Apostate: Rene Decartes – Chapter 4

decartes by Lana Hope cross posted from her blog Wide Open Ground 

I am reviewing Kevin Swanson’s book Apostate, chapter-by-chapter. So far here are the reviews I have written:

Chapter 1 and 2
Thomas Aquinas (Chapter 3)

Since I have not written any reviews in a while, I thought I would recap why I am writing these reviews. Then I will go on to review chapter 4.

Apostate outlines what Kevin Swanson calls the demise of the Christian west. In particular, the book focuses on men, philosophers and other intellects, who Swanson claims broke down the Christian faith and morality and left us with tolerating gay people and voting for liberals. Here’s his latest trailer on his book that will give you the idea at far dramatic Swanson has made this:


The book is a philosophical disaster of random homophobic remarks and sloppy research. Chapter 1 and 2, as I wrote, does not define basic terms he uses in a negative way (like humanism) and fails to correctly articulate philosophical terminology or the tension centering around epistemology. Swanson decides whether or not a philosopher is correct based on how much sexual sin was in their life, and he argues that the Bible is the only source of truth, faulting thinkers such as Thomas Aquinas for asserting that truth can be discovered in the natural world. Swanson continues by assuming that everything secular philosophers think or do is incorrect, and he targets and faults these certain men with destroying the west. His definition of destruction, once again, refers to sexual sins.

It is vastly over generalized and a philosophical disaster. I am trying to underline some of the ways Swanson generalizes his ideas.

Now onto this post on chapter 4 of Apostate. Swanson writes:

We observe that Descartes’ quest for knowledge does not include the great book of Scripture containing God’s revealed truth. He resolves to “no other knowledge” than that found in himself and the “great book of the world.” The words “no other knowledge” are important; they are the fundamental credo of the humanist, since his quest for knowledge is a self-contained search. The humanist believes that man is sufficient of himself to determine truth.


On the one hand, men may seek ultimate knowledge or first propositions within themselves, or they may try to find some truth outside of themselves and process the information in complete reliance on their own intellect. Descartes takes the first approach, attempting to find some incontrovertible truth within himself. Independent of any and all revelation from God, while suspending all believe in God’s existence, Descartes pretends that he can produce the first and most basic truths required to understand the world.

I should begin this critique by stating that Descartes and I part ways in our epistemology. However, Descartes lived a really long time ago. He was born in a different time and context, and he was addressing different needs present to those times. I suggest that he was asking and addressing important needs of his time. I think his project fails, but we need to first understand what Descartes was trying to construct before we deconstruct or criticize his project. This is important, and Swanson skips this step.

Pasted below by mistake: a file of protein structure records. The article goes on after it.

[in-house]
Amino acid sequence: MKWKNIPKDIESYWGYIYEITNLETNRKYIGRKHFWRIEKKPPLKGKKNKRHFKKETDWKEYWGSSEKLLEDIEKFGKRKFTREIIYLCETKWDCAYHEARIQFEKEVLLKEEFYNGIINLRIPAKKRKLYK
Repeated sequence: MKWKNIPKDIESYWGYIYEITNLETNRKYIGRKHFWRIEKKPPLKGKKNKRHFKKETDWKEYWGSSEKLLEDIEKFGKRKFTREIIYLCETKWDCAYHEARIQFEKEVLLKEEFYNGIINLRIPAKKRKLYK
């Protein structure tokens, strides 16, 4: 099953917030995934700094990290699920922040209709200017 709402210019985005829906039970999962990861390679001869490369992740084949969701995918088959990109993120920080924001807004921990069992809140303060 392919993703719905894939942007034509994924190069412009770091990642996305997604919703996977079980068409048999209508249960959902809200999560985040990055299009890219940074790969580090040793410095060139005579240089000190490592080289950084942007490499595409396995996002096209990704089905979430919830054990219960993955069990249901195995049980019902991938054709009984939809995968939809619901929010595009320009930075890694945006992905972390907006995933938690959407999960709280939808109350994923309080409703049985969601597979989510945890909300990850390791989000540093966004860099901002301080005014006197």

Descartes lived in the 17th century in the dawn of the scientific revolution. He wanted to defeat skepticism on its own grounds. But there was another important contribution that came out of Descartes work. He was able to assert the existence of the physical world, which was mathematical in character and paved the way for physics.

For us today, we may say that of course, we can use math to make calculations about the expansion of the universe, and of course, the physical world exists. For most 21st century humans, this is all true, but there was no “of course” in Descartes day. During the dawn of Enlightenment and the Age of Reason, skepticism was resurfacing, and thinkers started with the view that we knew nothing for certain, and many thinkers were consciously trying to find a way out of this uncertainty. These thinkers include Michel de Montaigne, Francis Bacon, Blaise Pascal, and Rene Descartes. Ironically, all too ironically, Swanson charges the great medieval thinker St. Thomas Aquinas as the root of this skepticism. This is the first two sentences of Swanson’s on Descartes:

In the 13th century, Thomas Aquinas proposed two distinct systems of knowledge: one which is revealed through the sacred doctrine and one which is built upon human reason. Four centuries later, the philosopher Rene Descartes accepted the proposition [.]

I have already argued that Swanson misunderstood Aquinas. But Swanson is also wrong that Aquinas influenced Descartes to divide reason from spiritual knowledge. The church had provided so much dogma and certainty for so many centuries, and now all that certainty the church provided was crashing down (R.C. Sproul says the protestant reformation created the crash with more intensity than the scientific revolution; we might debate all the reasons, but nevertheless, the skepticism at this time was understandable and real). Not only was Descartes not copy catting Aquinas, but moreover, it was the great Christian thinkers that had ultimately failed Europe, and that’s why they were sceptical. Descartes also was not the enemy of the church; he was trying to overcome skepticism by defeating it on its own grounds.